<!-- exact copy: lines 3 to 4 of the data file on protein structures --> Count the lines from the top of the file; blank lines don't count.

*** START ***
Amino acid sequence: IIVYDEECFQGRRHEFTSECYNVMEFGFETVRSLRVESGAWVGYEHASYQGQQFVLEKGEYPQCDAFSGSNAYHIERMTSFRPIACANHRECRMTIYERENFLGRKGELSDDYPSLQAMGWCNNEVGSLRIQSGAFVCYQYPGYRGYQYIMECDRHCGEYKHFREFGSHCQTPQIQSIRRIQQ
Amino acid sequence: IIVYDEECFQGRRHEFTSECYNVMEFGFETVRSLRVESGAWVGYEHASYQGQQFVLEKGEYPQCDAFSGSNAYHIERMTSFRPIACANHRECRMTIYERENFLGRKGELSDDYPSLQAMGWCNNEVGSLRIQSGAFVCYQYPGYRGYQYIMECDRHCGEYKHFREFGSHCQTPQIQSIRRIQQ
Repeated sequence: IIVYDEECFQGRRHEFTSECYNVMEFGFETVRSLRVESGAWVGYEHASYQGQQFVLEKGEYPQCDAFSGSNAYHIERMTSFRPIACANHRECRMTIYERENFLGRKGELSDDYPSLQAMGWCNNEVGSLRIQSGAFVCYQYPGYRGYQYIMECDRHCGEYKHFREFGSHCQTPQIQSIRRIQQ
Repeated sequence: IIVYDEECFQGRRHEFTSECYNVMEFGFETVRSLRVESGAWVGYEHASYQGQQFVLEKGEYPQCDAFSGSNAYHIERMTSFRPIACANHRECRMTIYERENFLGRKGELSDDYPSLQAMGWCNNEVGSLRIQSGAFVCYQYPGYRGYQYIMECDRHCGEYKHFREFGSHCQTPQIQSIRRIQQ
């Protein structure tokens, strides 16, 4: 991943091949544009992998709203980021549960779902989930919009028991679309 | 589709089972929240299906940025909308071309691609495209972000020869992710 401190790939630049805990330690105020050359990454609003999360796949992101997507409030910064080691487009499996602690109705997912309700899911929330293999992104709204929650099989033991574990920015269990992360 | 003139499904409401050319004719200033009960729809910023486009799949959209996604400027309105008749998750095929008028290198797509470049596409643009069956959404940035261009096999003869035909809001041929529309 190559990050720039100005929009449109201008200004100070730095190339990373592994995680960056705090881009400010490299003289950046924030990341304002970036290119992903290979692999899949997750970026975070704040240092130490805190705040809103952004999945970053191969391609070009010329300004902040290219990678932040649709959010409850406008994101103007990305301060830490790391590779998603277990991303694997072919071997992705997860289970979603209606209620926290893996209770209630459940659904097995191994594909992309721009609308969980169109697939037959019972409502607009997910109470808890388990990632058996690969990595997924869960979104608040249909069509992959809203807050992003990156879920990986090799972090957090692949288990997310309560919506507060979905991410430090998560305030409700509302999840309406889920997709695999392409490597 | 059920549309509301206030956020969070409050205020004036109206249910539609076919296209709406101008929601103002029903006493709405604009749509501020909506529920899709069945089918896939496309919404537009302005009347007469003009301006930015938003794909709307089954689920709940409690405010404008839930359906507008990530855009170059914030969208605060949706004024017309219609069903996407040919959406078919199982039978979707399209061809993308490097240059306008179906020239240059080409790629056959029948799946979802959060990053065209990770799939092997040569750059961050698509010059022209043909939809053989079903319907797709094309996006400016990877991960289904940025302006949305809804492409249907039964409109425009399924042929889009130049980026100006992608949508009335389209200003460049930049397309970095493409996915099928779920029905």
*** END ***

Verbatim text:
Repeated sequence: IIVYDEECFQGRRHEFTSECYNVMEFGFETVRSLRVESGAWVGYEHASYQGQQFVLEKGEYPQCDAFSGSNAYHIERMTSFRPIACANHRECRMTIYERENFLGRKGELSDDYPSLQAMGWCNNEVGSLRIQSGAFVCYQYPGYRGYQYIMECDRHCGEYKHFREFGSHCQTPQIQSIRRIQQ
Repeated sequence: IIVYDEECFQGRRHEFTSECYNVMEFGFETVRSLRVESGAWVGYEHASYQGQQFVLEKGEYPQCDAFSGSNAYHIERMTSFRPIACANHRECRMTIYERENFLGRKGELSDDYPSLQAMGWCNNEVGSLRIQSGAFVCYQYPGYRGYQYIMECDRHCGEYKHFREFGSHCQTPQIQSIRRIQQ